Blog Posts in July 2014
One of my readers opened another can of VMware vSwitch worms. He sent me this question:
If a VM were to set a COS value, would the vSwitch reset it to 0 as part of its process of building the dot1q header?
The nasty detail (as you probably know) is that 802.1p CoS value resides in the 802.1q (VLAN) tag.
Maxim Gelin sent me an interesting question:
Can you please explain to me, why is STP supposed to be evil? What's wrong with STP?
STP’s fundamental problem is that it’s a fail-close, not a fail-open protocol.
Someone recently sent me this scenario:
Our CIO has recently told us that he wants to get rid of MPLS because it is too costly and is leaning towards big Internet lines running IPSEC VPNs to connect the whole of Africa.
He was obviously shopping around for free advice (my friend Jeremy Stretch posted his answers to exactly the same set of questions not so long ago); here are the responses I wrote to his questions:
Summer is the perfect time for campfire stories – here’s one about using the wrong tool for the job.
A Long time ago in an IT organization far, far away Artificial Intelligence (AI) was the coolest kid on the block.
My Trident 2 Chipset and Nexus 9500 blog post must have hit a raw nerve or two – Bruce Davie dedicated a whole paragraph in his Physical Networks in Virtualized Networking World blog post to tell everyone how the whole thing is a non-issue and how everything’s good in the NSX land.
It’s always fun digging into more details to figure out what’s really going on behind the scenes; let’s do it.
When I published the Data Center Design Case Studies book almost exactly a month ago, three chapters were still missing – but that was the only way to stop the procrastination and ensure I’ll write them (I’m trying to stick to published deadlines ;).
The first one of the missing chapters is already finished and available to subscribersand everyone who bought the book or Designing Private Cloud Infrastructure webinar (you’ll also get a mailing on Sunday to remind you to download the fresh copy of the PDF).
The Amazon Kindle version will be updated in a few days.
What can you do if you have a small team of networking engineers responsible for four ever-growing data centers (with several hundred network devices in each of them)? There’s only one answer: you try to survive by automating as much as you can.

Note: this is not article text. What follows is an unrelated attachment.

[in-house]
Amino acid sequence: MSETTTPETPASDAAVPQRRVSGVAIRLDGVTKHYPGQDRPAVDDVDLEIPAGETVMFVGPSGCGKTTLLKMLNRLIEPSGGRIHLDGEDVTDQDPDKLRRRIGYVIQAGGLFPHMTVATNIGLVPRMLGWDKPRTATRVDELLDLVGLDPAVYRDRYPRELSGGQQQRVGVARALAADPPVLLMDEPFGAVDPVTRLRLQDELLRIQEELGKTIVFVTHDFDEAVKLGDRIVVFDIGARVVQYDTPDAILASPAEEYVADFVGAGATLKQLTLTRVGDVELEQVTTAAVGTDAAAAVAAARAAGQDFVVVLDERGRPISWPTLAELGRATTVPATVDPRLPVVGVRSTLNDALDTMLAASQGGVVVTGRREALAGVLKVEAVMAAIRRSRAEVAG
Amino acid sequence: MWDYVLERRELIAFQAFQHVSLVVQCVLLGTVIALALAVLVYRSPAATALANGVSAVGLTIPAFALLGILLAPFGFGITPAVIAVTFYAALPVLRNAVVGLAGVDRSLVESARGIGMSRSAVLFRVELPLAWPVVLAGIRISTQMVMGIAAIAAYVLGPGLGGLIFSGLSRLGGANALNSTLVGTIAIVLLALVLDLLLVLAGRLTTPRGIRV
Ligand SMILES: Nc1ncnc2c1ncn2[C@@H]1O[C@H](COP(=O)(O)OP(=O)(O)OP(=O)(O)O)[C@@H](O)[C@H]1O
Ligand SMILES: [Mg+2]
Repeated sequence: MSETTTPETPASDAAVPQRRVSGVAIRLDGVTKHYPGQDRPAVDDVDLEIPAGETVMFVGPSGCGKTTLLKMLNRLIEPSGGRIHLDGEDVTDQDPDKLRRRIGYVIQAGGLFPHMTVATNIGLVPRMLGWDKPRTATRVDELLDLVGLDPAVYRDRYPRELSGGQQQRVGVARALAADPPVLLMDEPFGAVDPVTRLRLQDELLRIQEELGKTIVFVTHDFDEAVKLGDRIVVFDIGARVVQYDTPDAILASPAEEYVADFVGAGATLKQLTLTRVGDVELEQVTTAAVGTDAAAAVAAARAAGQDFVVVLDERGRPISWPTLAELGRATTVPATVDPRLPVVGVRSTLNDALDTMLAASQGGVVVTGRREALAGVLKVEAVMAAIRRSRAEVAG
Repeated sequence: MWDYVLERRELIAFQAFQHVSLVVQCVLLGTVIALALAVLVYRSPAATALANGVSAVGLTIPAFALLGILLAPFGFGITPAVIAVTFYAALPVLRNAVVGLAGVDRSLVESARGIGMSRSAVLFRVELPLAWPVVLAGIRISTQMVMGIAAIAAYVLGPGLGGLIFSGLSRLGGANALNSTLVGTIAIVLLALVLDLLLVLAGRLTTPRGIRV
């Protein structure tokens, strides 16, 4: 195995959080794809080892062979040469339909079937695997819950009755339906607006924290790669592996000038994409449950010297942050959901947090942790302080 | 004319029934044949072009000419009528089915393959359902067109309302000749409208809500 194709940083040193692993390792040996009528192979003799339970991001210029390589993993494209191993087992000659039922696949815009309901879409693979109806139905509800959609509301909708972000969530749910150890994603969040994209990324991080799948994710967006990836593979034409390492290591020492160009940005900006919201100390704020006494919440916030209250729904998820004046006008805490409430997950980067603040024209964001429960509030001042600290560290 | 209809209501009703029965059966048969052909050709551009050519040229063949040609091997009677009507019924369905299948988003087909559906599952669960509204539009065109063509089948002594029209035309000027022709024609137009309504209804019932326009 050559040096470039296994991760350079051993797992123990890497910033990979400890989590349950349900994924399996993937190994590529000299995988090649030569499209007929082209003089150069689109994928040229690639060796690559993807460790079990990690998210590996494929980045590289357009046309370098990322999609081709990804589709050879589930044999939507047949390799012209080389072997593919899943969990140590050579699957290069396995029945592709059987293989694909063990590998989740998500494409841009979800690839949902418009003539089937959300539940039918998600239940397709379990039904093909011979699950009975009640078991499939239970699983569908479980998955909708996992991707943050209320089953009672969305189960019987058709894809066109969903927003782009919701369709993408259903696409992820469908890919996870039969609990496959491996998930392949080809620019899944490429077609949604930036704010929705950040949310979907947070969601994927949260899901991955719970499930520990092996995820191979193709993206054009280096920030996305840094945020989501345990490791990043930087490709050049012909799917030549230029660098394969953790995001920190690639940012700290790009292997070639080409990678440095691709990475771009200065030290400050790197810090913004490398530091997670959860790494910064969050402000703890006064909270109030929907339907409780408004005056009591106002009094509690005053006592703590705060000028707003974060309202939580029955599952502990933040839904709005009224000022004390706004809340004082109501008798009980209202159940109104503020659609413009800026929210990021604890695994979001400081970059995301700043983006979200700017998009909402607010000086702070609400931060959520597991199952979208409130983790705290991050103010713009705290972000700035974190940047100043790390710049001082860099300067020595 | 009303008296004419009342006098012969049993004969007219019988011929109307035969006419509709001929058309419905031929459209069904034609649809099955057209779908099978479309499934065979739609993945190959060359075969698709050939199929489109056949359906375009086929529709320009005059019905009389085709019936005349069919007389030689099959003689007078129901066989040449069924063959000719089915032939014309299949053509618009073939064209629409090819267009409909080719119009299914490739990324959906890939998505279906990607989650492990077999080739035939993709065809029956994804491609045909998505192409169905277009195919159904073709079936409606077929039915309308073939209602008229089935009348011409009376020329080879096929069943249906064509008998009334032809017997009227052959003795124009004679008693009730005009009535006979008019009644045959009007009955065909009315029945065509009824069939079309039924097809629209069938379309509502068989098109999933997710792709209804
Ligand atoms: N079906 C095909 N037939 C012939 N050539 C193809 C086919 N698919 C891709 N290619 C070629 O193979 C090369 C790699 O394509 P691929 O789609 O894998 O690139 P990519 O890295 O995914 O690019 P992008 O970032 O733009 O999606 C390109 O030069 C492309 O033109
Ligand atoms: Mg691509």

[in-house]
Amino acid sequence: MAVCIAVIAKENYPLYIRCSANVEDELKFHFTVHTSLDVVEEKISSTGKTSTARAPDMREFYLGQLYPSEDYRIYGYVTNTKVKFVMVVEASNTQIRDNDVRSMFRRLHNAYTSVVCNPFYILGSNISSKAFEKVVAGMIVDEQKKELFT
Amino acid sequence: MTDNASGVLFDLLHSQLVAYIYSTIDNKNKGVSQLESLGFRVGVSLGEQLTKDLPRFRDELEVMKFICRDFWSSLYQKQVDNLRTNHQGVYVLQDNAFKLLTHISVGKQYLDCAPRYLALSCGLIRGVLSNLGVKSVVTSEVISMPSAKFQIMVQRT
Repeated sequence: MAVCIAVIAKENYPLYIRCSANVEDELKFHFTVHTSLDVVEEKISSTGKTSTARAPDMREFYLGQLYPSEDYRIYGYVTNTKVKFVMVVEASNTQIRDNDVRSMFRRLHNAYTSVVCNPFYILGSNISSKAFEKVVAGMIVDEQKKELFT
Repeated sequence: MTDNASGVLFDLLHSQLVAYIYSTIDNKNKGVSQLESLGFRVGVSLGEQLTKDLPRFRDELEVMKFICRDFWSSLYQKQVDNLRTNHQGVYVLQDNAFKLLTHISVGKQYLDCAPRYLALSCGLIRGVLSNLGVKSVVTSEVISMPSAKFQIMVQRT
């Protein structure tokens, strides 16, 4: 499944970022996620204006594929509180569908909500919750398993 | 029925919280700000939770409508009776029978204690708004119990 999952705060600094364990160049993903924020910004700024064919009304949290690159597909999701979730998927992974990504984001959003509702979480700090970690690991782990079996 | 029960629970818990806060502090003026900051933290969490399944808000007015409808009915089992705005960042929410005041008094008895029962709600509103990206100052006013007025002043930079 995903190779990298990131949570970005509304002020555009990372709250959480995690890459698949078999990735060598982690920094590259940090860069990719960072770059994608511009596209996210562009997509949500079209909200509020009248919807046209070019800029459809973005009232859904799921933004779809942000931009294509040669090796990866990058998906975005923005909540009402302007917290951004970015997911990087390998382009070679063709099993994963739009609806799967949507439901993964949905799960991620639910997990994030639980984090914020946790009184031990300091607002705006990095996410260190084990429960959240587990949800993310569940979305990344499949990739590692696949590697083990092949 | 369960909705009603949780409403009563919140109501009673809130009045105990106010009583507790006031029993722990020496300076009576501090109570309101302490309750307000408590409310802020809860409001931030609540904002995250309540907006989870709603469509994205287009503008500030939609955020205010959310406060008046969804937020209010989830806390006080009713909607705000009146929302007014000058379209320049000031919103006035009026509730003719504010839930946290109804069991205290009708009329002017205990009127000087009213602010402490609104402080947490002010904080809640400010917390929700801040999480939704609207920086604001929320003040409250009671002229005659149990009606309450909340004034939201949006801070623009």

In the fourth episode of Software Gone Wild podcast David Barosso from Spotify explains how they use network automation to cope with the ever-growing installed base without increasing the size of the networking team.
Someone left the following comment on one of my blog posts:
There is a paradigm shift that I don’t think most application developers understand. In a traditional enterprise model, the network is built around the application requirements, now we are saying the application has to build around the network.
I would say there’s no paradigm shift – developers of well-performing applications were always aware of laws of physics.
The last generations of high-end servers are amazing: they can have terabyte (or more) of RAM, dozens of CPU cores, and four (or more) 10GE uplinks. It’s easy to pack 100+ well-behaved VMs on a single server, reducing the whole data center into a private cloud that fits into a single rack.
The use of tools has accelerated human evolution and made us what we are today. Networking is no different, and yet there aren’t that many tool builders among the networking engineers… or maybe all you need is a nudge and some hints on how to get started.
However, if you can survive reading the PDF version, please buy it straight off my web site. Here’s why:
Occasionally I get a question about some totally impossible implementation detail (example: can we use OpenStack OVS plugin on VMware to avoid buying NSX?). These questions are often coming from people who painted themselves into a corner and are now desperately looking for MacGyver’s shoelaces to pull themselves out.
It’s easy to blame the engineer who tries to do the obviously impossible, but it’s often not his fault – these days a lot of technical people get pulled into the game of Build a Cloud in Three Easy Steps.
For the second episode of Software Gone Wild I got a truly interesting guest: David Gee, a network engineer already working on numerous network programmability and orchestration deployment.
During our half-hour chat we couldn’t avoid the question of whether every networking engineer will become a programmer and David provided an interesting answer: you don’t have to program, but you’ll definitely have to start thinking more like a good programmer.